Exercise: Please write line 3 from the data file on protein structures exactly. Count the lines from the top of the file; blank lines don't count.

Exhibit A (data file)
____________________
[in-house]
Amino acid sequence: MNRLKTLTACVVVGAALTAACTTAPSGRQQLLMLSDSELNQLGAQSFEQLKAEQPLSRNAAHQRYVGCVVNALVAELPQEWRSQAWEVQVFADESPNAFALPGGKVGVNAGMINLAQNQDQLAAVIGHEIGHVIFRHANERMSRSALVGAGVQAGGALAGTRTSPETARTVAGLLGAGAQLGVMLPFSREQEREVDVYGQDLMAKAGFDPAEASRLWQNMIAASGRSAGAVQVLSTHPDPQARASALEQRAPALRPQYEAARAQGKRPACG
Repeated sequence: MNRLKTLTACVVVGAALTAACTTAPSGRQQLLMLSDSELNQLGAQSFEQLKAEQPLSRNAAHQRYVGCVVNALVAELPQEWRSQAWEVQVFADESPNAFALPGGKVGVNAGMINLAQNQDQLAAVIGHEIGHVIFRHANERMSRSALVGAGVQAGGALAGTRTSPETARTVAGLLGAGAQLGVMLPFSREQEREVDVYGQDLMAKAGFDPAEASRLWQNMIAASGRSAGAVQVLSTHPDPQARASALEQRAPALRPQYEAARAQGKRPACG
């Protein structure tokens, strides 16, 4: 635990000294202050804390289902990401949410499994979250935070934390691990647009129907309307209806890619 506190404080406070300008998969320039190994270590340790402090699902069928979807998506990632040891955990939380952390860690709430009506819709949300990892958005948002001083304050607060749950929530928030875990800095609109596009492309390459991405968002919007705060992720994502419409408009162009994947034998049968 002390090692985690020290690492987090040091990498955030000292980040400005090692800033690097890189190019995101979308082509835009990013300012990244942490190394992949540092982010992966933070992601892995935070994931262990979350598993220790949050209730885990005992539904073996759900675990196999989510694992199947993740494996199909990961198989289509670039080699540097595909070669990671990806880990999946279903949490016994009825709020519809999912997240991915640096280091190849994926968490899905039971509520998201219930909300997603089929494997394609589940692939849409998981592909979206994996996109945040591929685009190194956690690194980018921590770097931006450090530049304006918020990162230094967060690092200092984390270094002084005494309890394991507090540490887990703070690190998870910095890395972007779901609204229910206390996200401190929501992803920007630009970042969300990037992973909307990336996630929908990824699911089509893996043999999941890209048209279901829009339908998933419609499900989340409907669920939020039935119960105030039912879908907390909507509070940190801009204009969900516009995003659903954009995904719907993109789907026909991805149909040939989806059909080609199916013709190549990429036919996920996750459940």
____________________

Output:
Repeated sequence: MNRLKTLTACVVVGAALTAACTTAPSGRQQLLMLSDSELNQLGAQSFEQLKAEQPLSRNAAHQRYVGCVVNALVAELPQEWRSQAWEVQVFADESPNAFALPGGKVGVNAGMINLAQNQDQLAAVIGHEIGHVIFRHANERMSRSALVGAGVQAGGALAGTRTSPETARTVAGLLGAGAQLGVMLPFSREQEREVDVYGQDLMAKAGFDPAEASRLWQNMIAASGRSAGAVQVLSTHPDPQARASALEQRAPALRPQYEAARAQGKRPACG